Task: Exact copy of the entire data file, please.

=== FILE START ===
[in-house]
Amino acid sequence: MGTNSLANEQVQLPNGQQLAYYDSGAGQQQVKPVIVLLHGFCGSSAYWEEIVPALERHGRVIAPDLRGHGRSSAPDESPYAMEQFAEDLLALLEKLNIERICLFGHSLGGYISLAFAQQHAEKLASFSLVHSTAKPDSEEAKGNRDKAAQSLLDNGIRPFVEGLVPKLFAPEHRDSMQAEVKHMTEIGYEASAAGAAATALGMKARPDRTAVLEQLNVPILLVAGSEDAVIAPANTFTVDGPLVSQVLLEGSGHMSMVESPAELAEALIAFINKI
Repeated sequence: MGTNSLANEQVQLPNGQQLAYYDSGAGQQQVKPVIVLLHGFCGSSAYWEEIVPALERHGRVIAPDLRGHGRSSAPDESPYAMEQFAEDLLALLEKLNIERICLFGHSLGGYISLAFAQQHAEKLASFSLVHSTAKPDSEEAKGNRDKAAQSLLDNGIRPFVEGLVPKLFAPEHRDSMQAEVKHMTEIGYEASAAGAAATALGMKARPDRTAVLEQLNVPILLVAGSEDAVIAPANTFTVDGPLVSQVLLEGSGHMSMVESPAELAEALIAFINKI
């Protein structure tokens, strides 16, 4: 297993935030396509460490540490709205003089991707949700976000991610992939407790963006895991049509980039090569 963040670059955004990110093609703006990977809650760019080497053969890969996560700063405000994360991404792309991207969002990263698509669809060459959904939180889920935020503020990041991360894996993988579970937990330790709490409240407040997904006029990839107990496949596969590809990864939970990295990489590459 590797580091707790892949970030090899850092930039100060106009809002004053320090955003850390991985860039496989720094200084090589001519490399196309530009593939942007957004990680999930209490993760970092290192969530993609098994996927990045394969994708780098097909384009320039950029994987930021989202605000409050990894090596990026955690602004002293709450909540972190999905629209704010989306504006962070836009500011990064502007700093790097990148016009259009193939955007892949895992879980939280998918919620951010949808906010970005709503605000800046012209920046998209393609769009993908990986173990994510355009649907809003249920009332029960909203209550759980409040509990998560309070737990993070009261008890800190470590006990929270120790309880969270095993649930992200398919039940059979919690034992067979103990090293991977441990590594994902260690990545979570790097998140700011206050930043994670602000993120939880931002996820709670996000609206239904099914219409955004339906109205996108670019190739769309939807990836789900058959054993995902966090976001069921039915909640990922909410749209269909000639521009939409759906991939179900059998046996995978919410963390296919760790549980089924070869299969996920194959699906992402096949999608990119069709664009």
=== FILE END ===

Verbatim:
[in-house]
Amino acid sequence: MGTNSLANEQVQLPNGQQLAYYDSGAGQQQVKPVIVLLHGFCGSSAYWEEIVPALERHGRVIAPDLRGHGRSSAPDESPYAMEQFAEDLLALLEKLNIERICLFGHSLGGYISLAFAQQHAEKLASFSLVHSTAKPDSEEAKGNRDKAAQSLLDNGIRPFVEGLVPKLFAPEHRDSMQAEVKHMTEIGYEASAAGAAATALGMKARPDRTAVLEQLNVPILLVAGSEDAVIAPANTFTVDGPLVSQVLLEGSGHMSMVESPAELAEALIAFINKI
Repeated sequence: MGTNSLANEQVQLPNGQQLAYYDSGAGQQQVKPVIVLLHGFCGSSAYWEEIVPALERHGRVIAPDLRGHGRSSAPDESPYAMEQFAEDLLALLEKLNIERICLFGHSLGGYISLAFAQQHAEKLASFSLVHSTAKPDSEEAKGNRDKAAQSLLDNGIRPFVEGLVPKLFAPEHRDSMQAEVKHMTEIGYEASAAGAAATALGMKARPDRTAVLEQLNVPILLVAGSEDAVIAPANTFTVDGPLVSQVLLEGSGHMSMVESPAELAEALIAFINKI
């Protein structure tokens, strides 16, 4: 297993935030396509460490540490709205003089991707949700976000991610992939407790963006895991049509980039090569 963040670059955004990110093609703006990977809650760019080497053969890969996560700063405000994360991404792309991207969002990263698509669809060459959904939180889920935020503020990041991360894996993988579970937990330790709490409240407040997904006029990839107990496949596969590809990864939970990295990489590459 590797580091707790892949970030090899850092930039100060106009809002004053320090955003850390991985860039496989720094200084090589001519490399196309530009593939942007957004990680999930209490993760970092290192969530993609098994996927990045394969994708780098097909384009320039950029994987930021989202605000409050990894090596990026955690602004002293709450909540972190999905629209704010989306504006962070836009500011990064502007700093790097990148016009259009193939955007892949895992879980939280998918919620951010949808906010970005709503605000800046012209920046998209393609769009993908990986173990994510355009649907809003249920009332029960909203209550759980409040509990998560309070737990993070009261008890800190470590006990929270120790309880969270095993649930992200398919039940059979919690034992067979103990090293991977441990590594994902260690990545979570790097998140700011206050930043994670602000993120939880931002996820709670996000609206239904099914219409955004339906109205996108670019190739769309939807990836789900058959054993995902966090976001069921039915909640990922909410749209269909000639521009939409759906991939179900059998046996995978919410963390296919760790549980089924070869299969996920194959699906992402096949999608990119069709664009």